The foundations carry out nationally recognized work in early childhood education, health access, fatherhood engagement, supportive housing, neighborhood transformation and the support of the ministries of women religious.  

Some of their accomplishments include:

  • Supporting thousands of children and families in early learning, and working with partners to replicate those efforts across Ohio
  • Re-engaging thousands of low-income fathers in South Carolina with their children
  • Reducing chronic homelessness in Cuyahoga County by 62% since 2006 through convening and supporting the Housing First initiative in Cleveland

The foundations are unafraid to tackle complex social problems in service to the most vulnerable and to invite others to participate with them in this challenging work. They do so by identifying critical needs, forming partnerships and leveraging dollars to meet those needs.

Similarly, the Sisters of Charity Health System’s outreach ministries are noted for their ability to appropriately respond to emerging community needs. By expanding direct services, these organizations continue to earn national and statewide recognition.

In a few short weeks, the national Catholic Health Association will present a video at their national assembly featuring the South Carolina Center for Father and Families. The association holds up the center and its work with low-income single fathers as an example of living the mission of Catholic health care in a changing world. The center was selected for its incredible work as an expression of the health system’s mission in response to the needs of today. Also, the Sisters of Charity Foundation of Canton’s president, Joni Close, was recently appointed as the chair of the Governor of Ohio’s statewide Early Childhood Advisory Council and was selected as one of seventy people nationwide to participate in the Clinton Global Initiative on Early Childhood.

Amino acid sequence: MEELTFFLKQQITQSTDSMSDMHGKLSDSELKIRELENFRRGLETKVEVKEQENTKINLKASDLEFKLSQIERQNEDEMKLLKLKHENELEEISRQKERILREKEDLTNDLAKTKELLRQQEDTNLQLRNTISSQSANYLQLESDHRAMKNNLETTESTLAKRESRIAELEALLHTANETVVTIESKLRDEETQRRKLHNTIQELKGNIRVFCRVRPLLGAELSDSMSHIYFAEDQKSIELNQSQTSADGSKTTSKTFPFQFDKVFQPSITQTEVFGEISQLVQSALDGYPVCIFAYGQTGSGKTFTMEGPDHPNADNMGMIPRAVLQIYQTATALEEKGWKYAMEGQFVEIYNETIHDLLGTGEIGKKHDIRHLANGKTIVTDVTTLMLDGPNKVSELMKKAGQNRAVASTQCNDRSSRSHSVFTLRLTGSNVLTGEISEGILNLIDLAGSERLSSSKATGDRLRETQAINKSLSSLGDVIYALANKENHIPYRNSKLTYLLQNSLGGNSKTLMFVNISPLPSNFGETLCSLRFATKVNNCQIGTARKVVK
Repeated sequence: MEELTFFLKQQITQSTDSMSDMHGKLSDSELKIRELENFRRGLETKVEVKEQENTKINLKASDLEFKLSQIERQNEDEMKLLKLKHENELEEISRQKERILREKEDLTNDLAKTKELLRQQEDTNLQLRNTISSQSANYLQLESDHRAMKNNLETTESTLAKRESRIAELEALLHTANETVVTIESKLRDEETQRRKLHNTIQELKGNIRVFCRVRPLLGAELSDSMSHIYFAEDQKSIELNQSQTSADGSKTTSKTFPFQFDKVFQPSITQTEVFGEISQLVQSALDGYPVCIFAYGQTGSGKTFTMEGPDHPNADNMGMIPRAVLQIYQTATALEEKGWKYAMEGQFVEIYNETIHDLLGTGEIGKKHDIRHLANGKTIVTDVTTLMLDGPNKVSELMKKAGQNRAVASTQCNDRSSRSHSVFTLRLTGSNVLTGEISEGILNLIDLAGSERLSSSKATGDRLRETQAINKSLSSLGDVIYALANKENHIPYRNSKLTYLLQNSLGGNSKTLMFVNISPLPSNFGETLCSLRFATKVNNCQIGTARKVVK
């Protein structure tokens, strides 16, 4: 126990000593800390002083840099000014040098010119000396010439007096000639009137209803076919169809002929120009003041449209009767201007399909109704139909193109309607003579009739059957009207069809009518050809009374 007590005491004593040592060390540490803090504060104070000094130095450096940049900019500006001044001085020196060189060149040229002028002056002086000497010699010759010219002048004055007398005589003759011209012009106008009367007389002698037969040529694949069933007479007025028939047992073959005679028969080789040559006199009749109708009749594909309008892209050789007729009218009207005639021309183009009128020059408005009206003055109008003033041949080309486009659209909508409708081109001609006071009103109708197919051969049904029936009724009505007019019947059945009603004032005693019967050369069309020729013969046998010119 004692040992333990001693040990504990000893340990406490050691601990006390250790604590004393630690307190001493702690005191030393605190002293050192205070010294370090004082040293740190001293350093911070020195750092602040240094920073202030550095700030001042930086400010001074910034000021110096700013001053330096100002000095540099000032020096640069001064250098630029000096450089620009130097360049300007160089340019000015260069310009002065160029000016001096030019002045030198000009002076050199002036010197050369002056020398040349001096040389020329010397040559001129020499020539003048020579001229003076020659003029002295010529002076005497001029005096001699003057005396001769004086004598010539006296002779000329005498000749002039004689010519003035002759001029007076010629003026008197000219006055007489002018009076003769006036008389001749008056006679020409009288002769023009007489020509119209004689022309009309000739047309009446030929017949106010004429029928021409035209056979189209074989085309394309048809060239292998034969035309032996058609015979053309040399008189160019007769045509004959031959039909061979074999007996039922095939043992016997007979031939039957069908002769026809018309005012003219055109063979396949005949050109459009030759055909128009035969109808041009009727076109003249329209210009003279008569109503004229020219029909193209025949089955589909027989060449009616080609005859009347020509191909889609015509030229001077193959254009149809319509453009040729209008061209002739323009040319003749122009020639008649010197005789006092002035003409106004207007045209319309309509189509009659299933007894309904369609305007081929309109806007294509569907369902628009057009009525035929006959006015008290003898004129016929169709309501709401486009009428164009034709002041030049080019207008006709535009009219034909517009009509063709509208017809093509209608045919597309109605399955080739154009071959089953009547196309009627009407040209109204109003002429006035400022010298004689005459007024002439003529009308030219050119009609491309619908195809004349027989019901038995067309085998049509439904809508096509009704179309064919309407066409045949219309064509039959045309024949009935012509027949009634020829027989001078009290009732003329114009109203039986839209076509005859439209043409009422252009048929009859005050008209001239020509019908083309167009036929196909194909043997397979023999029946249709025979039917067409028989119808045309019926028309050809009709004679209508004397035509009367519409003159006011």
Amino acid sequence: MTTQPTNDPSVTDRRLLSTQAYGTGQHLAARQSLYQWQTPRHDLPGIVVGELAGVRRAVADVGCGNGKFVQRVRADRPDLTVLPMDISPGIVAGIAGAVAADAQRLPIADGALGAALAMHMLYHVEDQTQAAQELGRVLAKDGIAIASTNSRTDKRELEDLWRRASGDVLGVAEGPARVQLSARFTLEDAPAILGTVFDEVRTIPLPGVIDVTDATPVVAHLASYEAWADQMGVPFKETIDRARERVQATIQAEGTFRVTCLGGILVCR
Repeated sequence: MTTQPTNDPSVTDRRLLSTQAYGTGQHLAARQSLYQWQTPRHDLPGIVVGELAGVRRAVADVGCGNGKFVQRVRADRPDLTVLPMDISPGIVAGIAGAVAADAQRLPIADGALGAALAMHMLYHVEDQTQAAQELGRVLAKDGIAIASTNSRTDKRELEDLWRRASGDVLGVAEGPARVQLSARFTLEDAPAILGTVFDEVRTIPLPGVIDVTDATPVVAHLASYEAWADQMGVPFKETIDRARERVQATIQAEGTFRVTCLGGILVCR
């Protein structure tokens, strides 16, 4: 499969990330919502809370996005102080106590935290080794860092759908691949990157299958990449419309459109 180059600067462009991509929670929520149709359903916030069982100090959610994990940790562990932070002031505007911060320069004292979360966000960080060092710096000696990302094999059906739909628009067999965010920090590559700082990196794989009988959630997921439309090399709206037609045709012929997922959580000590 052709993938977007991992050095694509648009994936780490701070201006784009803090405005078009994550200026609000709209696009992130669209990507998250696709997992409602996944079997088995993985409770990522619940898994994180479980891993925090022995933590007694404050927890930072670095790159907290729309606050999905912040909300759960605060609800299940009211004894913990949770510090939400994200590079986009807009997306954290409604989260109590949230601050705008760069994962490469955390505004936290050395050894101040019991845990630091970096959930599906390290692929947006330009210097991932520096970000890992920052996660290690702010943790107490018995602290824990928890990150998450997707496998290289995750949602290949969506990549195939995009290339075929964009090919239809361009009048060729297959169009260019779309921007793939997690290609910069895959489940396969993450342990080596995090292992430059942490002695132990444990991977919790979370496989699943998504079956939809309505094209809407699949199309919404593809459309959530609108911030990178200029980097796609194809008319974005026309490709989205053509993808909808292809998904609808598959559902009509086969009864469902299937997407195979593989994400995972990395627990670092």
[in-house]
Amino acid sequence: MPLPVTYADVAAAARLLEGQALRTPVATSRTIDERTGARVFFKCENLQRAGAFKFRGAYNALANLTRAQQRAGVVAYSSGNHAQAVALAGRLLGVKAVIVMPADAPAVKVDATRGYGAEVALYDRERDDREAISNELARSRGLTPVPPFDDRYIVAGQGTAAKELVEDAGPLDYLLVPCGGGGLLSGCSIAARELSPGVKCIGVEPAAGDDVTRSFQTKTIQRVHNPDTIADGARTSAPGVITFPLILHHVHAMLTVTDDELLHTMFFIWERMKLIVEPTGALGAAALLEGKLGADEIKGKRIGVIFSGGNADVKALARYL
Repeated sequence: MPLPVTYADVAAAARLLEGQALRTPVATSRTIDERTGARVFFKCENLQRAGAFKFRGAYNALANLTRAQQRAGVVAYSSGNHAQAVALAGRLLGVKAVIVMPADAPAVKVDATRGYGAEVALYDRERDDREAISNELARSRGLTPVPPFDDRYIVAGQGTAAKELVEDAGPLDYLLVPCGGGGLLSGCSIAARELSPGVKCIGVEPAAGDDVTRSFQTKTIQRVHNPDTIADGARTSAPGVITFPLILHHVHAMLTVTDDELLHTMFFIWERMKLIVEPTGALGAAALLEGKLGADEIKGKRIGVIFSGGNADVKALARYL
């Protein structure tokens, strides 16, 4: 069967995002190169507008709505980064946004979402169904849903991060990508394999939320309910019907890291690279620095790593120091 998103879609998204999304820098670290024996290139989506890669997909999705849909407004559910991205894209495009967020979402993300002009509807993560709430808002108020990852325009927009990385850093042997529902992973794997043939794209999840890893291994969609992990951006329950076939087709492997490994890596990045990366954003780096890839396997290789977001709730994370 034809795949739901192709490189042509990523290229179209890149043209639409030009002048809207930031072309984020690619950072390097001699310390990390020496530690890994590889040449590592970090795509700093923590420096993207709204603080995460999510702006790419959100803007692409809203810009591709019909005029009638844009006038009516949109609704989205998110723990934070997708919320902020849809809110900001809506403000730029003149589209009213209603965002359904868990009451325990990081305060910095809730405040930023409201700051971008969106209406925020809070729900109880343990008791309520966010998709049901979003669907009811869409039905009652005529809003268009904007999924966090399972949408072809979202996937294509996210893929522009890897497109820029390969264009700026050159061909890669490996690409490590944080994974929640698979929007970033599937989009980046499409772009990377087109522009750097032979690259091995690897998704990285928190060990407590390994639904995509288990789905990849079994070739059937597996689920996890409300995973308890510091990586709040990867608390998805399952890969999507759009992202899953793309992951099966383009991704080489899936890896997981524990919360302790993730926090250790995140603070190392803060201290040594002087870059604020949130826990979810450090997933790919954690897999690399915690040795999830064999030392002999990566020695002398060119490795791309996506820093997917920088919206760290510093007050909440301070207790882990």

The president of the Sisters of Charity Foundation of South Carolina, Tom Keith, was selected to serve on the board of Foundations and Donors Interested in Catholic Activities, a national organization also known as FADICA.

And, Mercy Medical Center’s Palliative Care team is receiving a national award in June for quality in palliative care at the annual meeting of the Supportive Care Coalition: Advancing Excellence in Palliative Care.

Truly, our ministries are integral partners in meeting ever-changing community needs. Through all of these efforts, we continually see that to best serve the community, we must focus on identifying and understanding unmet needs, responding with strong quality and achieving impactful outcomes.  

Also, we know that we must go beyond direct service to be advocates for those we serve; to be a voice for the voiceless.

As we all know, implementation of the Affordable Care Act is full of challenges, such as states’ decisions on whether or how to go about extending Medicaid to people earning up to 138% of poverty. Throughout these challenges, we have been actively engaged in critical public policy issues that can have great impact in our communities. In Washington, D.C.; Columbus, Ohio and Columbia, South Carolina, we work tirelessly on behalf of the people we serve.

We cannot carry out this mission alone. Our ministry includes every person here today. Each of you has given of yourself because you have been called to serve as co-ministers devoted to healing. You serve as our board members, as caregivers and staff members, as physicians, as volunteers and trusted community partners carrying forward our healing mission. For that, I am incredibly grateful.

Because you are our hearts and hands, we work to steep all of those who serve with us in our founding congregation’s mission, philosophy and values. And, we are always working to help our co-ministers to live our mission in all actions.

In support of this, we dialogue through mission and values programs. We conduct mission audits and present ongoing education programs on our faith-based identity, mission, philosophy and values. We also work to cultivate leaders who exemplify compassionate, person-centered care. And, we provide resources and technology to hold ourselves accountable to community benefit.